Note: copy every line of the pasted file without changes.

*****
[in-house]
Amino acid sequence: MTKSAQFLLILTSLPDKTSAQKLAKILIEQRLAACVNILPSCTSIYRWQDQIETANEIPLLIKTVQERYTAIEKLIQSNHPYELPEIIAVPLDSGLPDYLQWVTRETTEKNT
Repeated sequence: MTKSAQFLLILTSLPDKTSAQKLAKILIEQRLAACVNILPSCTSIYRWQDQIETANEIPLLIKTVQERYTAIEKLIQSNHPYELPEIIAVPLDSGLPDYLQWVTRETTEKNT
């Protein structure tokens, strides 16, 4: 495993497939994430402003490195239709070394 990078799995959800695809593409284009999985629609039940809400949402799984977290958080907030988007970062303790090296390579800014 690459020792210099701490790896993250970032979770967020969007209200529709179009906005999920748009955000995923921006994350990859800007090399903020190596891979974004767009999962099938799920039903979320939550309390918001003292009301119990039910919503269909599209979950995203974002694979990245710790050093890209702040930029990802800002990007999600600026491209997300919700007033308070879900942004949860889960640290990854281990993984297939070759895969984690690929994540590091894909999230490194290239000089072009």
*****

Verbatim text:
[in-house]
Amino acid sequence: MTKSAQFLLILTSLPDKTSAQKLAKILIEQRLAACVNILPSCTSIYRWQDQIETANEIPLLIKTVQERYTAIEKLIQSNHPYELPEIIAVPLDSGLPDYLQWVTRETTEKNT
Repeated sequence: MTKSAQFLLILTSLPDKTSAQKLAKILIEQRLAACVNILPSCTSIYRWQDQIETANEIPLLIKTVQERYTAIEKLIQSNHPYELPEIIAVPLDSGLPDYLQWVTRETTEKNT
């Protein structure tokens, strides 16, 4: 495993497939994430402003490195239709070394 990078799995959800695809593409284009999985629609039940809400949402799984977290958080907030988007970062303790090296390579800014 690459020792210099701490790896993250970032979770967020969007209200529709179009906005999920748009955000995923921006994350990859800007090399903020190596891979974004767009999962099938799920039903979320939550309390918001003292009301119990039910919503269909599209979950995203974002694979990245710790050093890209702040930029990802800002990007999600600026491209997300919700007033308070879900942004949860889960640290990854281990993984297939070759895969984690690929994540590091894909999230490194290239000089072009």